And I’ve asked myself questions that almost seem silly, until I look at the answers. For example: do I really love Facebook more than Jesus? Of course not. Then why spend time with Facebook before I spend time with Him? ***crickets chirping***

I don’t know why I’ve made the choices I have made. Laziness? Just bad habits? Hard to say. But what I do know is that as I recognize them, I can choose to change them. And so I now make sure that all the morning prep is done the night before. Ironing is done. Clothes are laid out. Lunches and snacks are packed and in the fridge ready to go. I’ve done everything I can to pare down the amount of time I spend on busywork in the morning.

I’ve also gotten very strict with how I spend my time. The alarm goes off, I feed the cats and pour a cup of coffee. I do grab my phone, but I reorganized my main screen so that the only two icons on it are the LOTH app I use and the daily readings podcast I listen to while I shower. Nothing else is visible to tempt me. I might check weather and email and even Facebook later on in the morning, but that first hour after waking is reserved for God alone.

And the result?

I’m different. This conscious choice to put Christ first in my day is changing me. The well of patience upon which I draw runs deeper. My lens has widened; particularly in relationships, I find myself making decisions with the others long-term well being in mind rather than being swayed by fatigue and expediency. Also, I who have always been extremely private am finding myself sharing not only my joy with the world, but also my sorrow, and as I do so I can feel myself stepping into those margins I have so long desired to inhabit.

Somehow, by the inscrutable economy of grace, the more of me I pour into focusing on Christ, the more of me is available to love others.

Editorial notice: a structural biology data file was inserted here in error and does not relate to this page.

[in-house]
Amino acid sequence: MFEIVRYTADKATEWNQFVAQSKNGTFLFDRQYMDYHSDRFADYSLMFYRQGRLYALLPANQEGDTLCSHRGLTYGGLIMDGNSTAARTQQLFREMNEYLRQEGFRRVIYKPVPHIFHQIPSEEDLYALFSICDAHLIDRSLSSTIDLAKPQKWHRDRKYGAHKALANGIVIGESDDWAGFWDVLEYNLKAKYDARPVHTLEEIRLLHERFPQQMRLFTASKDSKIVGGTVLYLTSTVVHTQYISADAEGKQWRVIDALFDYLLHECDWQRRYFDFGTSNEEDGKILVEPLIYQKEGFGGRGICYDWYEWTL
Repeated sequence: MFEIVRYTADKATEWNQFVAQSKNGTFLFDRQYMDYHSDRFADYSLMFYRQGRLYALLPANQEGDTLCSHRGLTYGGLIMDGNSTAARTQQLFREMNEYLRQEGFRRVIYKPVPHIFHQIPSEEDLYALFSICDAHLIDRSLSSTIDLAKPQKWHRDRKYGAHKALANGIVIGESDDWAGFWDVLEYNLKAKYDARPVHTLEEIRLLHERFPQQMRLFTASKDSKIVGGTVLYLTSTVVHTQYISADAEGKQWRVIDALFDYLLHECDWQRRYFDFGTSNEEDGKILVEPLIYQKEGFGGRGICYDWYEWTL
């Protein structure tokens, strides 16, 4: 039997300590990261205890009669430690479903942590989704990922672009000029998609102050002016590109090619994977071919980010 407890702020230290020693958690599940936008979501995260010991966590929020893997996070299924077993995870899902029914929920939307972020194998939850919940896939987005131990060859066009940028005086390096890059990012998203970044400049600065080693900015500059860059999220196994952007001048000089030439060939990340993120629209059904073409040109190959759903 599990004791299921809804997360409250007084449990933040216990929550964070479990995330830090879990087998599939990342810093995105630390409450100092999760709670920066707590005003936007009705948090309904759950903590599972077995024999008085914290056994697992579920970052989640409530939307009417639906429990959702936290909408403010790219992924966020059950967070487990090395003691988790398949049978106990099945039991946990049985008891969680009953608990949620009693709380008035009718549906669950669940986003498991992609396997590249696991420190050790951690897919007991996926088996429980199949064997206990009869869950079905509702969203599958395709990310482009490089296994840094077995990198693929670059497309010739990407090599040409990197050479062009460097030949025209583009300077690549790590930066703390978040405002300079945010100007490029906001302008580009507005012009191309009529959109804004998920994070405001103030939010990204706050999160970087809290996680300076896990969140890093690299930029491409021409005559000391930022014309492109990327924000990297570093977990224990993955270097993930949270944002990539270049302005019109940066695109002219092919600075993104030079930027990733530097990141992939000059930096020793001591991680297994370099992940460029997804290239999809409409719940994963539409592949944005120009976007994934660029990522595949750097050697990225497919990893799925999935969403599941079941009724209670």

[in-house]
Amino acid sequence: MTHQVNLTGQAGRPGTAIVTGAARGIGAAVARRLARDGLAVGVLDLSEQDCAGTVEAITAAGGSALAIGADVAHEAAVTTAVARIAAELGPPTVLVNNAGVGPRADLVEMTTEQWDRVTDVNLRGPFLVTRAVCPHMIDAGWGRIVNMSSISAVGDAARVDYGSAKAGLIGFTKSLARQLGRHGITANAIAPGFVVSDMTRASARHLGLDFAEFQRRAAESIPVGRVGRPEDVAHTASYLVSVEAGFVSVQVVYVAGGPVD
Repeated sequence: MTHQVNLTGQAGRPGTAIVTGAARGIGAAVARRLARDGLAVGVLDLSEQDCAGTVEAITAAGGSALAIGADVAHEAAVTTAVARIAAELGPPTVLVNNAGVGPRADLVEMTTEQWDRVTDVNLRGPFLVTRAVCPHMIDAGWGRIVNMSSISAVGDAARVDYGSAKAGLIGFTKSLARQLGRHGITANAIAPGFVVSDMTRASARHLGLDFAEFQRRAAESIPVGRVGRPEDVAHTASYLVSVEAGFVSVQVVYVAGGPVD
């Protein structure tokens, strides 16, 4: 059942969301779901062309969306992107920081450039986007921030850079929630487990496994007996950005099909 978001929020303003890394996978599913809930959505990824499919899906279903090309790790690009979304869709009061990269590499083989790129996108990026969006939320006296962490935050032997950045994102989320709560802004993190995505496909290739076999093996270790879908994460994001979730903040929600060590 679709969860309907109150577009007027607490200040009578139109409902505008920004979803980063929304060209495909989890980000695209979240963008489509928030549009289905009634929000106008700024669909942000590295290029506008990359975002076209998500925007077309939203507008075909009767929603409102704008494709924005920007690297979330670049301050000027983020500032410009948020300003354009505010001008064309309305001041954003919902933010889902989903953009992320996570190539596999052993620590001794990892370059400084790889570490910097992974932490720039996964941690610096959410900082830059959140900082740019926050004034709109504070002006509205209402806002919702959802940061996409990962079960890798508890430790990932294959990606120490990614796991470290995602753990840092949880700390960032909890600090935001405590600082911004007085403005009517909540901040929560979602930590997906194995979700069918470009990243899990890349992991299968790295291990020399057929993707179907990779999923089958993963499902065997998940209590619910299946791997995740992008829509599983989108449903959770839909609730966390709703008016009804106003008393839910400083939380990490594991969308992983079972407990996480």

Create in me a clean heart, O God, and renew a right spirit within me. (Psalm 51:10)

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15. Khoshāwīst

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progress on hat in the round

Beloved.

Khoshāwīst means beloved in Kurmanji Kurdish, the ethnic dialect spoken by many Syrian refugees.

Beloved.

The same word I use as an affectionate nickname for my son. The same word I believe God speaks when He looks at me. My daily prayer is this: keep my heart enclosed in Your most Sacred Heart, and thus make me a conduit of Your love. And what is one of the defining qualities of Jesus’ love? His is a compassionate love.

The Oxford Dictionaries tell us that compassion comes to us from Old French via ecclesiastical Latin, based on compati, to suffer with. This is where I must begin to respond to the Syrian refugee crisis. I cannot think about policy or about the whys and hows. I can only try to grasp the desperation that made ordinary, middle class families just like mine give up everything they know and flee in hopes of a better life. I can only look and say: their children are beloved, as is mine, and try to imagine the agony with which they have made those choices.